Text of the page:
by Melanie Gruenwald
At Kabbalah Experience’s Time and When are you? classes, we explore the concept of time as a construct.
We agree we’ll meet at 3:30pm. Three-thirty of what? Mountain Time? Eastern time? It’s like saying, “I’ll meet you at the corner of Amsterdam and 189th.” Those streets were given names that way (by humans) so we could agree on a mutual naming and understanding of where we intend to meet. 3:30pm is a mutual understanding of when we intend to meet. An agreed upon construct. Time as a construct.
What I found interesting in our Subtle Awareness class with Dr. David Sanders this morning was this— a deeper understanding of language as a construct. Metaphors.
David reminded us of the concept of Binah representing ‘50 Gates of Understanding.’ It is our imperative to talk to people, and teach people, in a way that can be understood by them as a unique individual. Binah also holds the metaphors, the stories and narratives that are getting manifested through our sefirot.
My friend’s daughter calls all dogs Bun-Bun because that is the first dog she met and recognized. She came to understand that if it is hairy and has four legs, then it must be a Bun-Bun. She comes to our house, and we have a Murray. She’ll soon learn- not all hairy four legged creatures are Bun Buns. They can also be Murrays. Some are dogs with other names.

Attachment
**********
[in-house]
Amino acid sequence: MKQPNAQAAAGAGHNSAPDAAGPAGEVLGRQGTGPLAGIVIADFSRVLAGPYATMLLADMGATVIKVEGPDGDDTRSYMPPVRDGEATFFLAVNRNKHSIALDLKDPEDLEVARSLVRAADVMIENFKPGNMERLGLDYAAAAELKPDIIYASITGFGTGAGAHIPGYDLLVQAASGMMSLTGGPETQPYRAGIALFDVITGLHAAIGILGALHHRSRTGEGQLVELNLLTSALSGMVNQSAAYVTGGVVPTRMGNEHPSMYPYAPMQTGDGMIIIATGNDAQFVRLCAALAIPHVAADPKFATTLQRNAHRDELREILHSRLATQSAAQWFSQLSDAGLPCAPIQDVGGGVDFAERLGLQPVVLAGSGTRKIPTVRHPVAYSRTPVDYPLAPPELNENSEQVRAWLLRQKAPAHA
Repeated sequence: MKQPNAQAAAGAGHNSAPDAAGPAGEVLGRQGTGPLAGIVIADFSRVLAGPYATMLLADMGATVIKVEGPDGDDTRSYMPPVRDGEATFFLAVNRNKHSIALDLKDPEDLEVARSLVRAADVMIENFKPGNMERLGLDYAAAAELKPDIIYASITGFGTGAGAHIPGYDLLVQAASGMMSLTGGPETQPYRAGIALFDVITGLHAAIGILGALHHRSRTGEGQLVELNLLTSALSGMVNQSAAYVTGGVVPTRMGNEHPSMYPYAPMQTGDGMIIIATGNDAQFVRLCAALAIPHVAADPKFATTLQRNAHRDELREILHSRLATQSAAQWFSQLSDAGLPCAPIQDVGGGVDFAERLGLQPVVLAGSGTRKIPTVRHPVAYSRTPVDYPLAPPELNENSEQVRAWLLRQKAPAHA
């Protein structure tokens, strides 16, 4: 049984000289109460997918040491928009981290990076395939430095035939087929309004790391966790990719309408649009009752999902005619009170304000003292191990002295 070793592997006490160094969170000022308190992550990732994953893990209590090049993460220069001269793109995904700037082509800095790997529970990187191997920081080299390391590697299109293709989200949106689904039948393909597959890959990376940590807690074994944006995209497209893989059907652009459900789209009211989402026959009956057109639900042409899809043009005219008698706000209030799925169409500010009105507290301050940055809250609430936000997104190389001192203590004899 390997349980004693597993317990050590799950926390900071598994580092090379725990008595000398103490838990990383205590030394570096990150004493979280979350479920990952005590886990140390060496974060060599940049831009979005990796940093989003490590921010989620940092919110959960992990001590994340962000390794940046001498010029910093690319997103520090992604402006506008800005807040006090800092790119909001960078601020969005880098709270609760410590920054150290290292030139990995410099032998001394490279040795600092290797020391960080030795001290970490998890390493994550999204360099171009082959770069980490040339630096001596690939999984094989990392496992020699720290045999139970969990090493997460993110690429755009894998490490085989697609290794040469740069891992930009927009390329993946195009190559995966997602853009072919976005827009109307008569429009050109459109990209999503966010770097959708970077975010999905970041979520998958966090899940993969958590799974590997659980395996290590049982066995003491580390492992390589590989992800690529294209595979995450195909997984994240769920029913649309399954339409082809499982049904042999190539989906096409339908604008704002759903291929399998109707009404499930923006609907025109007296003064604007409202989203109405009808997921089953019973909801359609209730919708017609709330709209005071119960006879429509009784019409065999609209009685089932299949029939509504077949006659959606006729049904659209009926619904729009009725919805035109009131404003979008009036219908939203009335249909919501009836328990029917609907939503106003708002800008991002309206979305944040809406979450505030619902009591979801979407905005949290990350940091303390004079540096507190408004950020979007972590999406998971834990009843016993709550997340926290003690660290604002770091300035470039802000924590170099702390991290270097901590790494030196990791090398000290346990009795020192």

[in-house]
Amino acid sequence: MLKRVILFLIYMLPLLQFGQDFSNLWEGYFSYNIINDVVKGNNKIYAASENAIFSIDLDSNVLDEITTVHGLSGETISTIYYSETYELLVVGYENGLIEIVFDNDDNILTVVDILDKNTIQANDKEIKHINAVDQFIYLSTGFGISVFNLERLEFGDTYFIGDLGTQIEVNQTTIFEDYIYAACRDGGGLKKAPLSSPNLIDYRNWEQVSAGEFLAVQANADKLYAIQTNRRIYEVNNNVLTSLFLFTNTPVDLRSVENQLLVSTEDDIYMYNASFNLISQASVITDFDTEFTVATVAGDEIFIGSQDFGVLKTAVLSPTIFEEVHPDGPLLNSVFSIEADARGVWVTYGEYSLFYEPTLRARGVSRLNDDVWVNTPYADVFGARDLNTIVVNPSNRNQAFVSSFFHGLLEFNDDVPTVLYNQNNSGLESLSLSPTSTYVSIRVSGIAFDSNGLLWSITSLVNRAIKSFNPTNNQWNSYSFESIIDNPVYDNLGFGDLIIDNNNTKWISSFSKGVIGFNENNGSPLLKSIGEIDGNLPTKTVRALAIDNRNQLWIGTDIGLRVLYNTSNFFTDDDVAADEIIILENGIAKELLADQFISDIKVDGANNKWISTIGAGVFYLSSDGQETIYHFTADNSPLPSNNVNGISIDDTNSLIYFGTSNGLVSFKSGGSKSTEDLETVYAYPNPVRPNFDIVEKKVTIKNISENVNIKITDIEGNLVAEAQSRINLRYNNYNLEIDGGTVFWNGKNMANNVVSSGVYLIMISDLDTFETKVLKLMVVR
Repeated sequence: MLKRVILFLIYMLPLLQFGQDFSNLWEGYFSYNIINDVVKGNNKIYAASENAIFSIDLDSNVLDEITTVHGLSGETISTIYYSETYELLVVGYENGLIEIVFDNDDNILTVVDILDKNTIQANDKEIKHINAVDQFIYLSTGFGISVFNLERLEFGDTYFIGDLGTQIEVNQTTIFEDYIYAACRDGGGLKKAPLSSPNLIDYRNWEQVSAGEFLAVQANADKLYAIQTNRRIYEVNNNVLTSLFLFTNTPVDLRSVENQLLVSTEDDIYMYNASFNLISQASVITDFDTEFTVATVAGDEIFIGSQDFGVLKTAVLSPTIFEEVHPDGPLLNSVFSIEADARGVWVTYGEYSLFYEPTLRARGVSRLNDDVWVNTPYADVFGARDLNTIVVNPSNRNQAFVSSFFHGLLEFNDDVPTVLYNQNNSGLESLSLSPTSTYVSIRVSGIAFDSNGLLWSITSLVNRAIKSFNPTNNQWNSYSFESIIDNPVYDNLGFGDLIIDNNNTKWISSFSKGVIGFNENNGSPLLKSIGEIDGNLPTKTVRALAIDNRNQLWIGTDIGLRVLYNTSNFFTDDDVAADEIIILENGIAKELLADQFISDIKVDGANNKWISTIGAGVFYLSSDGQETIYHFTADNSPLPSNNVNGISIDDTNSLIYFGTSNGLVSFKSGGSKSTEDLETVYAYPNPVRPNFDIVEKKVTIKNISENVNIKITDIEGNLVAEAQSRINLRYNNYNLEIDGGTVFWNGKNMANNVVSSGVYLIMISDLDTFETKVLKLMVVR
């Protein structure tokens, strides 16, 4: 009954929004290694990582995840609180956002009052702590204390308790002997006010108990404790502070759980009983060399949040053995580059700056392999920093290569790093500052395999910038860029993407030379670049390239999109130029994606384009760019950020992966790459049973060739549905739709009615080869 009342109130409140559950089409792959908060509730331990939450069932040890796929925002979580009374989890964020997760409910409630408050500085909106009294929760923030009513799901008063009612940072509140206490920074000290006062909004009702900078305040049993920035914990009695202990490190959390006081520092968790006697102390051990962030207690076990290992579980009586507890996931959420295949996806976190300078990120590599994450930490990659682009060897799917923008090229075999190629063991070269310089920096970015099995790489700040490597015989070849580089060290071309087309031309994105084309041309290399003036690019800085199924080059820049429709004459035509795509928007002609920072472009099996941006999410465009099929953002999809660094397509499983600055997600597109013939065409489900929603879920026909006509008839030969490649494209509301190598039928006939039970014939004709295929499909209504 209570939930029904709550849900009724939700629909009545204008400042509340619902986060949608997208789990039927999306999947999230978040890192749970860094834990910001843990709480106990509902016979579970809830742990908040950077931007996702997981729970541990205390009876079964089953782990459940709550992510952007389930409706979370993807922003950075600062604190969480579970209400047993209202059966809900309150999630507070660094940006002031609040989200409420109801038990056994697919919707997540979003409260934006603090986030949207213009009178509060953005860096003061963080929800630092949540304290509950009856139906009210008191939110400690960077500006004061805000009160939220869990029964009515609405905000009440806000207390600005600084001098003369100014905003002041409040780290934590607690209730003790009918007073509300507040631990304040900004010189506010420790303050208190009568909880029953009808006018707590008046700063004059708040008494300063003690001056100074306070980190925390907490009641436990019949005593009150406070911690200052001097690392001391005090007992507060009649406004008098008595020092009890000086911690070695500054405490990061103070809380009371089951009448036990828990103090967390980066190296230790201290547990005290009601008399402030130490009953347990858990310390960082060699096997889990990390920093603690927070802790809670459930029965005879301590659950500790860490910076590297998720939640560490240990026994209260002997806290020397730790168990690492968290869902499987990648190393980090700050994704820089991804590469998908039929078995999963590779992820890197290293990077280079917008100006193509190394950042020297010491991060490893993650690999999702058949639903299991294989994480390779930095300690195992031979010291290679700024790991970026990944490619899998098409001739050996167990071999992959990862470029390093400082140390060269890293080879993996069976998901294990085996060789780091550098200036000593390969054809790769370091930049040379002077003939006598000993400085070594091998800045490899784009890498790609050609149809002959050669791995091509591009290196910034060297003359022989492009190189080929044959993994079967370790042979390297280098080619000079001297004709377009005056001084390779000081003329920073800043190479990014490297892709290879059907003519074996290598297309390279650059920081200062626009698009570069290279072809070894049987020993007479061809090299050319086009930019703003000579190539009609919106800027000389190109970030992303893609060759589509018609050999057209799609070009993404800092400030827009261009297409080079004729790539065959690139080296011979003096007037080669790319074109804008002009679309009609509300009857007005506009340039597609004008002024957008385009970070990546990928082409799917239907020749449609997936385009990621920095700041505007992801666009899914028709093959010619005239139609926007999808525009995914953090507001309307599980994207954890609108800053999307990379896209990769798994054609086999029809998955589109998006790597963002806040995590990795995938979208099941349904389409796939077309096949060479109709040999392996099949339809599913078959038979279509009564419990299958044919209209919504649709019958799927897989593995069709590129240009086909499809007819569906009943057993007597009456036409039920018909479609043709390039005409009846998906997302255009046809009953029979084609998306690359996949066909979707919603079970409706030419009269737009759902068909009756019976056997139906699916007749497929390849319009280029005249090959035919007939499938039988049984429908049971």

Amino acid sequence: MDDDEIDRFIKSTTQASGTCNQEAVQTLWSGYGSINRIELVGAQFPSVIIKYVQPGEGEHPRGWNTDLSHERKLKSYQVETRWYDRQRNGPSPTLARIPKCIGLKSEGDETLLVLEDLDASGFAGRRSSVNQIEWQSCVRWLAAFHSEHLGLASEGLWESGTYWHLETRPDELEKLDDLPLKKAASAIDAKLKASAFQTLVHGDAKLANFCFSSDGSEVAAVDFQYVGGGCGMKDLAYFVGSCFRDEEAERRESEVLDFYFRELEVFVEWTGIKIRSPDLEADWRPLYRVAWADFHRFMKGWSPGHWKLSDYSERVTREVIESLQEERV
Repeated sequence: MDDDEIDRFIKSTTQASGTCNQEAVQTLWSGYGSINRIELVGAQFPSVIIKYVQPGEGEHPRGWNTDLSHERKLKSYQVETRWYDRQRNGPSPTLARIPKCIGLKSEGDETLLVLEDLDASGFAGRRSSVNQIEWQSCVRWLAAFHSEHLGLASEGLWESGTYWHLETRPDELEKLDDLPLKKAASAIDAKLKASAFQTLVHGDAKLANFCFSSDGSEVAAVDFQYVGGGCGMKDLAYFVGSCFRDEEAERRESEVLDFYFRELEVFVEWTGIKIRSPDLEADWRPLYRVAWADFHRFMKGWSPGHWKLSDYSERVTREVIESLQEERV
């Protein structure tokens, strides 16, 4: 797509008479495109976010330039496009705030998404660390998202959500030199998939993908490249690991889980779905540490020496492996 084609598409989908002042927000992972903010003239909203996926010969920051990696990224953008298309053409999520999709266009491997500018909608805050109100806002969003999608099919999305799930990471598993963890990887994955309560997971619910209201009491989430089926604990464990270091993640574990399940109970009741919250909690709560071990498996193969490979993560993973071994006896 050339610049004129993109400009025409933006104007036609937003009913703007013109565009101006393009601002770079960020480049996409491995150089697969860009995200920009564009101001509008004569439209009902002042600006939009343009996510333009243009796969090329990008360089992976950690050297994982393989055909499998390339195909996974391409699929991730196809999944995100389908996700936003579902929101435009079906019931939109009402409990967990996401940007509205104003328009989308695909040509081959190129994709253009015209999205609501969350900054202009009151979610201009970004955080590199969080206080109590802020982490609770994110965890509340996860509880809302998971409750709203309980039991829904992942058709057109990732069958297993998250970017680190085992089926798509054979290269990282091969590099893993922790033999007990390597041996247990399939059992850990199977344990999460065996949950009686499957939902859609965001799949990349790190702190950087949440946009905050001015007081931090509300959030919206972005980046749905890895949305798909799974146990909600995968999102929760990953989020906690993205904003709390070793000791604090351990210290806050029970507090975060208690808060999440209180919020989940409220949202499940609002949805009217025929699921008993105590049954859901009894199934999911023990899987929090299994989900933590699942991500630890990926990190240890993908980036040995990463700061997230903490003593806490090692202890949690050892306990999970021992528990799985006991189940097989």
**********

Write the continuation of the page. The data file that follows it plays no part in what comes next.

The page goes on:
And not all hairy four legged creatures are dogs. Some are cats. And so-on.
She’s literal. She’ll come to understand this. And if we tell her then, “it is raining cats and dogs”, she will be very bewildered.
Transforming the literal into the metaphorical—We need to adapt the story or the metaphor, to the person that is receiving it.
The story of King David, Batsheva, and the prophet Nathan bring this to mind. Nathan told King David a parable so he could understand the message, specifically because of the way it was shared with him metaphorically. 2 Samuel 12
In our Soul class we addresses Akiva Tatz’s proposition:
Maimonides states that God is completely beyond any physical representation, completely transcendent, utterly incorporeal.
The problem, however, is that the Bible speaks of God as if God were physical – many verses speak of God’s hand, God’s arm, God’s eyes and many other such attributes. If we are not to conceive of any corporeal image when relating to God, why does the Bible do so?
It is not enough to say that the Bible is referring to Divine attributes. If it states that there are specific features, it must be so. In other words, if the Bible talks of God’s hand, it must mean that God has a hand, intrinsically and most literally.
The answer to our question is this: God’s hand is a real hand and our human hand is a metaphor! When the Bible talks of the Divine hand it is referring to that which is real in the deepest sense; that which is infinite. So we say God has a hand, but we cannot understand fully what that means. The reason we are created with hands is so that we can begin to understand. We possess differentiated aspects of our bodies so that we can begin to fathom the meaning of these things at their root. We are the metaphor.
Akiva Tatz, World Mask
Is G-d the metaphor? Or are we?
What does it even mean that humans are created in the image of G-d?
Don’t we create the metaphor of the image of G-d with our words?
G-d is beyond form or face. And yet we are created in Her image.